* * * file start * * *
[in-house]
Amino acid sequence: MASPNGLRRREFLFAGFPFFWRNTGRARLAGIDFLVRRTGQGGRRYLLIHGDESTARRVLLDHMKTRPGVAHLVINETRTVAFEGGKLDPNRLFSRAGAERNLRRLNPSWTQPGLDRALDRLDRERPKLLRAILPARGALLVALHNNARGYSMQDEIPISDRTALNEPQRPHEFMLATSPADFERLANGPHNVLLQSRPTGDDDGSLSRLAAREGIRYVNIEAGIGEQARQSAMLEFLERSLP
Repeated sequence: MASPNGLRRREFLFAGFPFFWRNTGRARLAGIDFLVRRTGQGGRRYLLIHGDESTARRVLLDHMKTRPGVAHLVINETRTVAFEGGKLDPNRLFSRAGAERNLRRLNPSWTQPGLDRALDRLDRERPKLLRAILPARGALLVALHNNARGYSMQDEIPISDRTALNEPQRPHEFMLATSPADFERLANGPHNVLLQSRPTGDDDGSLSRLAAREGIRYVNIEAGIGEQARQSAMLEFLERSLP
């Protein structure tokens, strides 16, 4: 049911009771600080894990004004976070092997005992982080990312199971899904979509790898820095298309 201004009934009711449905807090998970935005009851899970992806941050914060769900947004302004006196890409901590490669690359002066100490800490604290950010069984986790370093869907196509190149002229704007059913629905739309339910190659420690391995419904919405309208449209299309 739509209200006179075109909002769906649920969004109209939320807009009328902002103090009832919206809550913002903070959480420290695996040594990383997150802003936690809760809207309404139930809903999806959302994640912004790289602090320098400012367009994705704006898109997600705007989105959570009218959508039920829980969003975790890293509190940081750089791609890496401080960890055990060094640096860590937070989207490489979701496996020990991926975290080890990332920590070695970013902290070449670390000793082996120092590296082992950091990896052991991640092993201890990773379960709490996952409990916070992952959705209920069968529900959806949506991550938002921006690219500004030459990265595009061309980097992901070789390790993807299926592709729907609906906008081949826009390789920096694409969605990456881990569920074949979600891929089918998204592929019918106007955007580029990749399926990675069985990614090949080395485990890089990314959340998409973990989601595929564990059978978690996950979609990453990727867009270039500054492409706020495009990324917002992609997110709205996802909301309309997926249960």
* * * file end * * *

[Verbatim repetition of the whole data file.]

[in-house]
Amino acid sequence: MASPNGLRRREFLFAGFPFFWRNTGRARLAGIDFLVRRTGQGGRRYLLIHGDESTARRVLLDHMKTRPGVAHLVINETRTVAFEGGKLDPNRLFSRAGAERNLRRLNPSWTQPGLDRALDRLDRERPKLLRAILPARGALLVALHNNARGYSMQDEIPISDRTALNEPQRPHEFMLATSPADFERLANGPHNVLLQSRPTGDDDGSLSRLAAREGIRYVNIEAGIGEQARQSAMLEFLERSLP
Repeated sequence: MASPNGLRRREFLFAGFPFFWRNTGRARLAGIDFLVRRTGQGGRRYLLIHGDESTARRVLLDHMKTRPGVAHLVINETRTVAFEGGKLDPNRLFSRAGAERNLRRLNPSWTQPGLDRALDRLDRERPKLLRAILPARGALLVALHNNARGYSMQDEIPISDRTALNEPQRPHEFMLATSPADFERLANGPHNVLLQSRPTGDDDGSLSRLAAREGIRYVNIEAGIGEQARQSAMLEFLERSLP
């Protein structure tokens, strides 16, 4: 049911009771600080894990004004976070092997005992982080990312199971899904979509790898820095298309 201004009934009711449905807090998970935005009851899970992806941050914060769900947004302004006196890409901590490669690359002066100490800490604290950010069984986790370093869907196509190149002229704007059913629905739309339910190659420690391995419904919405309208449209299309 739509209200006179075109909002769906649920969004109209939320807009009328902002103090009832919206809550913002903070959480420290695996040594990383997150802003936690809760809207309404139930809903999806959302994640912004790289602090320098400012367009994705704006898109997600705007989105959570009218959508039920829980969003975790890293509190940081750089791609890496401080960890055990060094640096860590937070989207490489979701496996020990991926975290080890990332920590070695970013902290070449670390000793082996120092590296082992950091990896052991991640092993201890990773379960709490996952409990916070992952959705209920069968529900959806949506991550938002921006690219500004030459990265595009061309980097992901070789390790993807299926592709729907609906906008081949826009390789920096694409969605990456881990569920074949979600891929089918998204592929019918106007955007580029990749399926990675069985990614090949080395485990890089990314959340998409973990989601595929564990059978978690996950979609990453990727867009270039500054492409706020495009990324917002992609997110709205996802909301309309997926249960």